Now, if $K$ is a finite extension of $\Bbb Q$, it has its ring of integers, the subset of things in $K$ integral over $\Bbb Z$, and I’ll call this $\mathcal O_K$. When you take instead the set of elements of $K$ that are fractions of the form $u/m$ where $u\in \mathcal O_K$ and $m$ is an element of $\Bbb Z$ not divisible by $p$, this too is a good ring, I’ll denote it $\mathcal O_{K,p}$ even though I should write it $(\mathcal O_K)_{(p)}$, but I’m lazy. This is called the localization of $\mathcal O_K$ at $p$, and it’s not local, but “semilocal”, it has only finitely many maximal ideals, and the magical thing is that if $p\mathcal O_K$ decomposes as $\mathfrak p_1^{e_1}\cdots\mathfrak p_g^{e_g}$, then these $\mathfrak p$’s are, each of them, the intersection of $\mathcal O_K$ with one of those maximal ideals of $\mathcal O_{K,p}$ that I mentioned above. Complicated sounding, I know, but the idea is that “localization with respect to $p$” erases from the picture all primes of $\mathcal O_K$ not above $p$, so that you can just concentrate on the $p$-behavior. I think you might get some insight by looking at the case $K=\Bbb Q(i)$, $\mathcal O_K=\Bbb Z[i]$, with $p=5$. You’ll see that the only maximal ideals of $\mathcal O_{K,5}$ in this case are $(2+i)$ and $(2-i)$, corresponding to the factorization of the ideal $(5)\subset\Bbb Z[i]$ as the product of the ideals $(2+i)$ and $(2-i)$.

If you have some commutative algebra behind you, I’ve been describing the process $R\mapsto R\otimes_{\Bbb Z}\Bbb Z_{(p)}$. The utility of the process is that primes foreign to $p$ are no longer in the picture.

So much for notation and background. Let’s call $K=\Bbb Q(\alpha)$ and $L=\Bbb Q(\beta)$. We want to show that they are essentially different, i.e. nonisomorphic.

First I want to look more closely at your $f$ and $g$. Eisenstein tells us right away that they’re irreducible, so that $[K\colon \Bbb Q]=5$, similarly for $L$, as of course you know.

But it would be an amazing coincidence if $\mathcal O_K=\Bbb Z[\alpha]$. If that were to happen, then we could conclude that the discriminant of $K$ over $\Bbb Q$ (more properly of $\mathcal O_K$ over $\Bbb Z$) would be equal to the discriminant of the polynomial $f$, which is not so bad to calculate. Now here is the utility of localization: it is going to turn out that $\mathcal O_{K,3}=\Bbb Z_{(3)}[\alpha]$. The equation we couldn’t hope for globally will turn out to be true locally. And here’s why: We certainly have the inclusion $\mathcal O_{K,3}\supset\Bbb Z_{(3)}[\alpha]$. I’m going to look at the discriminant ideals of the two rings over $\Bbb Z_{(3)}$. For the right-hand member of the inclusion, the discriminant is generated by the discriminant of $f$ over $\Bbb Z_{(3)}$, and this is a story in $\Bbb Q$, the algebraic extension doesn’t come into the picture, and maybe you can convince yourself that this discriminant is the $3$-part of the global discriminant, but also can be decided upon by looking at $\widetilde f=x^5+2x^2+1$. As you’ve seen, this polynomial over $\Bbb F_3$ has no roots there, and the derivative $\widetilde f'=-x^4-x=-x(x+1)^3$. All factors of $\widetilde f'$ are linear, $\widetilde f$ has no linear factors, so the two are relatively prime, the discriminant is $1$ (up to constant factors), and the same is true of the discriminant of $f$ as a polynomial over $\Bbb Z_{(3)}$. This requires a little argument, I suppose, using the localness of $\Bbb Z_{(3)}$, but I’m going to skip it. And going back to our inclusion, you see that it has to be equality, because the discriminants are equal, and the reason for this is that there’s no ideal of $\Bbb Z_{(3)}$ bigger than $(1)$.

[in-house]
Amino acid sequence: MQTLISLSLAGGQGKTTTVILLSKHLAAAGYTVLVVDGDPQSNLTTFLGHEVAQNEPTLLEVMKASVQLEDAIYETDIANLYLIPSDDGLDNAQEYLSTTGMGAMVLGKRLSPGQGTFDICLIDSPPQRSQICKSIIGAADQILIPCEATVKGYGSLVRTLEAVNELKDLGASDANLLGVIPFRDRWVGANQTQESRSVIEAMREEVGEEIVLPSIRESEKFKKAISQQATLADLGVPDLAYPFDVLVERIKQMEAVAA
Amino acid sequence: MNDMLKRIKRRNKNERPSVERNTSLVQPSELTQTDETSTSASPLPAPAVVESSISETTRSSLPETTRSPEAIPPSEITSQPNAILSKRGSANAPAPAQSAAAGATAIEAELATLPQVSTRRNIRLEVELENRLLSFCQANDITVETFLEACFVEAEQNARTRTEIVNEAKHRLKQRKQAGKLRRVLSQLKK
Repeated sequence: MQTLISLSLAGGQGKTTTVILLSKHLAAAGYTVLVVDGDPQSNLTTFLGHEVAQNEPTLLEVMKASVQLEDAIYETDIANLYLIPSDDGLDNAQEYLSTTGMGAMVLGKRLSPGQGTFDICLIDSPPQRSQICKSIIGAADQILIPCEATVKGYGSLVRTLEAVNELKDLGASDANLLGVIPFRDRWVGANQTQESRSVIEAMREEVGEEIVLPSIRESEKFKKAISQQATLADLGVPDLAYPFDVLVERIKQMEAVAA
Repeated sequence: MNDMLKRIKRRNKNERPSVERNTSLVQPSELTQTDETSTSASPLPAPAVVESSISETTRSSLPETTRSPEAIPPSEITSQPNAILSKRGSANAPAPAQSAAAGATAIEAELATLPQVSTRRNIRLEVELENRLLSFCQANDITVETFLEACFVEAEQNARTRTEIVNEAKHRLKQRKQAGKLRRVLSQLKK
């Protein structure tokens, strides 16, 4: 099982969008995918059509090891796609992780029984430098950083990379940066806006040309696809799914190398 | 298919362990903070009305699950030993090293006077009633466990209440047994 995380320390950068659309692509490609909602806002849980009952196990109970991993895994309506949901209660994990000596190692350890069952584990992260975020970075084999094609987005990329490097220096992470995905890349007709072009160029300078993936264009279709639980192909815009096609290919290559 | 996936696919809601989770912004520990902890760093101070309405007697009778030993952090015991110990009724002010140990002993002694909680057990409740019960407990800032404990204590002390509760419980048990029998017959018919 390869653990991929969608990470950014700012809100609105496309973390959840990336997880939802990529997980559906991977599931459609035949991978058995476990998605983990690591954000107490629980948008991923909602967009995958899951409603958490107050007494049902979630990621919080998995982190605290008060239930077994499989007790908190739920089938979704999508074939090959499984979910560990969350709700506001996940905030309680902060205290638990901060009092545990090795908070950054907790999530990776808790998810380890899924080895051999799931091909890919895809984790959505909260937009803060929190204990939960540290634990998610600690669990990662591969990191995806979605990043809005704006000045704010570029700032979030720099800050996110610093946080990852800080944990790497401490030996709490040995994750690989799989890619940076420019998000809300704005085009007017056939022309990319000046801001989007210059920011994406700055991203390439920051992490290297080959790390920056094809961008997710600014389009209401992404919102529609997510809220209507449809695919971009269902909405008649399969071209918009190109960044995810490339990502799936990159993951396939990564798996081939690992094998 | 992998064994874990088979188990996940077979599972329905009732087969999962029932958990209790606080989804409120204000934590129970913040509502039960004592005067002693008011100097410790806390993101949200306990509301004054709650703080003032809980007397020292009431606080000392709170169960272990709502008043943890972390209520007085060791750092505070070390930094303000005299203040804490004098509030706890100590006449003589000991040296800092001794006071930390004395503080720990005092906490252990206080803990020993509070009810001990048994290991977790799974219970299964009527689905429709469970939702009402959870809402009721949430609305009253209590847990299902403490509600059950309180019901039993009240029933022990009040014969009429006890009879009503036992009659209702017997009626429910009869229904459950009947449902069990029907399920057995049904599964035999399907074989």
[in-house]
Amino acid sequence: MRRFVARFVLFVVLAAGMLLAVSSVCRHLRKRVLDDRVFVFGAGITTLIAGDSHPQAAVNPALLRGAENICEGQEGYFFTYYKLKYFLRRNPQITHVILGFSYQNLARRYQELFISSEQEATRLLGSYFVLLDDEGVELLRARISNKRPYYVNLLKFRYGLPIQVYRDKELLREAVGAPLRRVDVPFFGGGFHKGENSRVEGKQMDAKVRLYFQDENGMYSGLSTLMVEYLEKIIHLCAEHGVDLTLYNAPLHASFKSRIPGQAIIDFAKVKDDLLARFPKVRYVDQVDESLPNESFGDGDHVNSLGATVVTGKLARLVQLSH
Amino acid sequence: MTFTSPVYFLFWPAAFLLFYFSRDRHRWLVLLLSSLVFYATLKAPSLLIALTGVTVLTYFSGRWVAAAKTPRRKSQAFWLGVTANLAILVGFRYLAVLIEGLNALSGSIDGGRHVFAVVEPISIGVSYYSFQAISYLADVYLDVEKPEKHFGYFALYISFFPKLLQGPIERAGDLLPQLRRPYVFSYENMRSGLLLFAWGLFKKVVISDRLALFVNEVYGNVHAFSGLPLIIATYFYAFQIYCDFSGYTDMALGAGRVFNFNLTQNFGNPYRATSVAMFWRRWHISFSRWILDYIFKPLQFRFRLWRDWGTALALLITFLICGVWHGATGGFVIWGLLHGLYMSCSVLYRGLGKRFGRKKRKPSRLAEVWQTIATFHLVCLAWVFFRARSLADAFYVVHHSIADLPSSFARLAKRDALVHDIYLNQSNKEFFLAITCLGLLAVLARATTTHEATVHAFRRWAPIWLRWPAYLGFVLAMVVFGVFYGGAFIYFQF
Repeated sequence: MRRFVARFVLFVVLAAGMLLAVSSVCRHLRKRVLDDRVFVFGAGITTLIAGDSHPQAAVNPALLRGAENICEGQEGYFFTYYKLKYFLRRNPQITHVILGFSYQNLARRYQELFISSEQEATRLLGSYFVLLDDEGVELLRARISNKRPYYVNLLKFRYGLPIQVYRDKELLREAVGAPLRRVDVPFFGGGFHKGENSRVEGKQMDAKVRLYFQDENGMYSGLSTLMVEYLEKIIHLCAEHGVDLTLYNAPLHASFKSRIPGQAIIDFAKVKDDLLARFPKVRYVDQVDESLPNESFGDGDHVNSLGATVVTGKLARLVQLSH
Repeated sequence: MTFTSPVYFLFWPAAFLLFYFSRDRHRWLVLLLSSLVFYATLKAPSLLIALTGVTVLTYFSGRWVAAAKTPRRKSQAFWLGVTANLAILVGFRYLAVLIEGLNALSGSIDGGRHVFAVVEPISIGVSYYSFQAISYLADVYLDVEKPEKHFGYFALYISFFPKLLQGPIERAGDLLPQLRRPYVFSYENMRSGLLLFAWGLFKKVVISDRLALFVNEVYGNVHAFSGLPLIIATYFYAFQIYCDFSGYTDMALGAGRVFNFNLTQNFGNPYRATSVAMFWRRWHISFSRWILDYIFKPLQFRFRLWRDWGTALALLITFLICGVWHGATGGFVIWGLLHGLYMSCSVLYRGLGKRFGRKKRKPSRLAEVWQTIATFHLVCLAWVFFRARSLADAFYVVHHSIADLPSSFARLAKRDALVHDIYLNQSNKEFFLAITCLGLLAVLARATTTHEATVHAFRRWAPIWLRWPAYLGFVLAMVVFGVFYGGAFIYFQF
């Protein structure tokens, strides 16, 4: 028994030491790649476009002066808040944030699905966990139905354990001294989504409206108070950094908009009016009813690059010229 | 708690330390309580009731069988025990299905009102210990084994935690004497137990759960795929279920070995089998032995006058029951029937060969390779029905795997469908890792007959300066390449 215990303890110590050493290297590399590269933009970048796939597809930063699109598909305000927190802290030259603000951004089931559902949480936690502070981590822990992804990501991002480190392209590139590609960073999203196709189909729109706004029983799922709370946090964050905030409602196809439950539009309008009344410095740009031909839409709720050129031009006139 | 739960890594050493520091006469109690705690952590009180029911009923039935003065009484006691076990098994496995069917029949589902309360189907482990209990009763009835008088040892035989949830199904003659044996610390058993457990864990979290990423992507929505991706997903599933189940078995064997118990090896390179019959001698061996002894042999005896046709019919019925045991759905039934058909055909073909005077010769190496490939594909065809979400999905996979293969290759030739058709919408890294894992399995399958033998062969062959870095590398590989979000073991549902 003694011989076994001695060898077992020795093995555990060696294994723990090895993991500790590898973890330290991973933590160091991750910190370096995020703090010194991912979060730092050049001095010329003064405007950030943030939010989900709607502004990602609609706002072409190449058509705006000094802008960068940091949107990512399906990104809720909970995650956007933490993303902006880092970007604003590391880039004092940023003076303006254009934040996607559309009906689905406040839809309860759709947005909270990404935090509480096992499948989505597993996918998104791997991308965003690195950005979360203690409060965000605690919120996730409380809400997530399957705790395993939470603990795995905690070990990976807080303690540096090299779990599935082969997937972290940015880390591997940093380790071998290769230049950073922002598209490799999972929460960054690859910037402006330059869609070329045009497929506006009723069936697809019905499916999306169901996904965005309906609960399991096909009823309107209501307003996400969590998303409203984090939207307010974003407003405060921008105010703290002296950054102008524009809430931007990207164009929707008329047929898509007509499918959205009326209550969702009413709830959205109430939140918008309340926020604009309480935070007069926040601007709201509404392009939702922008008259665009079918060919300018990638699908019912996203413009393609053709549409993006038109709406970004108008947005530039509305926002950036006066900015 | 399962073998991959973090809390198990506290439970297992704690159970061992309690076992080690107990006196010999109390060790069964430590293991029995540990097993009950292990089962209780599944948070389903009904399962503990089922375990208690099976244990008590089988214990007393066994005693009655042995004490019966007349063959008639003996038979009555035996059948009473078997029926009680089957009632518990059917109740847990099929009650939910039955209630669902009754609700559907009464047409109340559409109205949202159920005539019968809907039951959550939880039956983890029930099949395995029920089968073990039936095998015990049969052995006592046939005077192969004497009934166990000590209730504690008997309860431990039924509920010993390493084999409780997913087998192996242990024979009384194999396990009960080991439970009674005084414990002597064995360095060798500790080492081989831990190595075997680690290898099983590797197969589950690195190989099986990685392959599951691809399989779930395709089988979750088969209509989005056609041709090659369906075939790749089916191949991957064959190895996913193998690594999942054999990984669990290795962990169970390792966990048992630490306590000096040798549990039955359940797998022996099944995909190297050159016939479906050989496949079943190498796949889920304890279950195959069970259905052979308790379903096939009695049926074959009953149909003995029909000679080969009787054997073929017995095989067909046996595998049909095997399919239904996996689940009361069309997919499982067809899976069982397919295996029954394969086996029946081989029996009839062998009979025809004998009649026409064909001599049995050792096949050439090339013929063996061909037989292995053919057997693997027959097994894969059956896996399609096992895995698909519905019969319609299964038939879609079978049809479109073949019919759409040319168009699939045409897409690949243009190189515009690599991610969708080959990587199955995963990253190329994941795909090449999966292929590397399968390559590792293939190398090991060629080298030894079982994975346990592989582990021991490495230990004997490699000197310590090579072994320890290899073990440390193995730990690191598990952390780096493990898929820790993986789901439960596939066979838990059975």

What have I shown? That $\mathcal O_{K,3}$ is unramified over $\Bbb Z_{(3)}$, which means that the ideals above $3$ are unramified, i.e. the exponents $e_i$ that I mentioned in the decomposition of $(p)$ in $\mathcal O_K$ (and here, $p=3$) are all equal to $1$. So we have the result that $3\mathcal O_{K,3}$ is just the product of primes of $O_{K,3}$, no exponents different from $1$. Each $\mathfrak p_i$ is maximal in the semilocal ring, and the residue field is finite, of cardinality $3^{f_i}$ (sorry for the duplication of notation, but $f_i$ is traditional here. And $\sum_if_i=n=5$, the degree of $K$ over $\mathbb Q$. The important thing is that these numbers will be calculated from $f$, but are, as a set, an invariant of the field $K$. Don’t depend on anything but the decomposition of your prime ($3$ in our case) in $K$. Now, I’m already running far too long, but I’m going to have to skip over the argument that these $f_i$ are just the degrees of the (known to be distinct) irreducible factors of $\widetilde f$.